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Nikola, KeyState working on low-carbon H2 production value chain in Pennsylvania

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Zero-emission transportation firm Nikola Corporation and KeyState Natural Gas Synthesis, a clean hydrogen developer, are working together to create Pennsylvania's first low-carbon hydrogen production value chain, which includes full integration of commercial carbon capture and storage. 

The project is intended to represent the transition to lower emissions transportation, chemicals and manufacturing. The parties are currently working towards a definitive agreement to expand the hydrogen supply for Nikola's zero-emissions heavy-duty fuel cell electric vehicles (FCEVs). 

"Nikola's participation in the project will allow us to secure sufficient volumes of hydrogen to underpin and accelerate the adoption of zero-emission trucks by unlocking new customer demand and enabling key investments in downstream hydrogen refueling infrastructure in the Mid-Atlantic region," said Nikola President, Energy, Carey Mendes. 

"This will be key to our supply strategy and will help develop our refueling network at scale. Additionally, the low carbon, clean hydrogen will allow us to maximize value under the Inflation Reduction Act and future downstream fuel and dispensing incentive programs, he added. 

KeyState is planning to supply Nikola with up to 100 metric-tons per day of low carbon hydrogen. This can supply fuel for up to 2,500 Nikola Tre hydrogen trucks and will displace over 51,000,000 gallons of fossil diesel fuel per annum consumed, as per latter's claims.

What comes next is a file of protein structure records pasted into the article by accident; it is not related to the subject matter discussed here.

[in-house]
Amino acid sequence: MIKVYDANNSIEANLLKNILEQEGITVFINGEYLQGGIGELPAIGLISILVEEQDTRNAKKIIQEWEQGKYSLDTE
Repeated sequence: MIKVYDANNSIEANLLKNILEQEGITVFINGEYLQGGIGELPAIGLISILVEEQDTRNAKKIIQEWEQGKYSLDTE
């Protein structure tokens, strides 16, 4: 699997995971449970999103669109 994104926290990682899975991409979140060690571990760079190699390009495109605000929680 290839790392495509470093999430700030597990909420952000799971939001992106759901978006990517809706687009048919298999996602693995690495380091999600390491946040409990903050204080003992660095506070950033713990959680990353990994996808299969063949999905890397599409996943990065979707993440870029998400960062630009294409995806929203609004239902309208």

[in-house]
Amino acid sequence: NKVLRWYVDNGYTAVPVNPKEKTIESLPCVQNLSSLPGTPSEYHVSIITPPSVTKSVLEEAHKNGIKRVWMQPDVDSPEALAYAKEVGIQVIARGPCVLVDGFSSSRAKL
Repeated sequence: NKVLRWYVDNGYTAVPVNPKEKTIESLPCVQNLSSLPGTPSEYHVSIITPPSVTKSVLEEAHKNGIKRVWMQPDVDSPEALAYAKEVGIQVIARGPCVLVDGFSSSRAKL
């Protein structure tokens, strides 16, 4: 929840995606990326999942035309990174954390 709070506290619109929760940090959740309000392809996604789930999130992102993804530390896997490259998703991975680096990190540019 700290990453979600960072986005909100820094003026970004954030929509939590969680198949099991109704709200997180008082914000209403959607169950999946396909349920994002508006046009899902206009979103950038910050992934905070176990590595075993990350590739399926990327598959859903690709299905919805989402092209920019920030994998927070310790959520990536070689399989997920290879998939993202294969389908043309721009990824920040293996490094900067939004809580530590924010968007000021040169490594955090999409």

Once operational in 2026, the 7,000 plus-acre KeyState site is expected to have the capacity to store the CO2 associated with the hydrogen production and will provide strategic reach and access to premium Mid-Atlantic FCEV markets. The company will also produce ammonia and urea for industrial and transportation markets, in addition to Nikola's hydrogen mobility demand.

The KeyState project is expected to integrate carbon capture from high-efficiency autothermal reforming with onsite geological carbon sequestration and onsite close-system sourced natural gas feedstock, all while generating zero-carbon electricity. A true carbon circle will be completed, with the separation of 99 percent of carbon from the hydrogen in methane and returning this CO2 to deep underground onsite geological storage, according to the company. 

"KeyState has developed a replicable model for low carbon, low-cost hydrogen at large scale production," said Perry Babb, CEO of project developer KeyState Energy. "This project will have multi-county, multi-generation, economic impact and job creation in a formerly booming Pennsylvania coal and rail region, demonstrating that unprecedented emissions reduction and great long-term job creation are both possible."

In addition to working toward the hydrogen supply agreement, the parties are also developing a liquefaction solution to support the economic and efficient distribution of hydrogen. The parties also plan to support an application as a principal project of the DOE Hydrogen Hub Program representing the full-use hydrogen ecosystem from production through demand.

Author : Dhiyanesh Ravichandran
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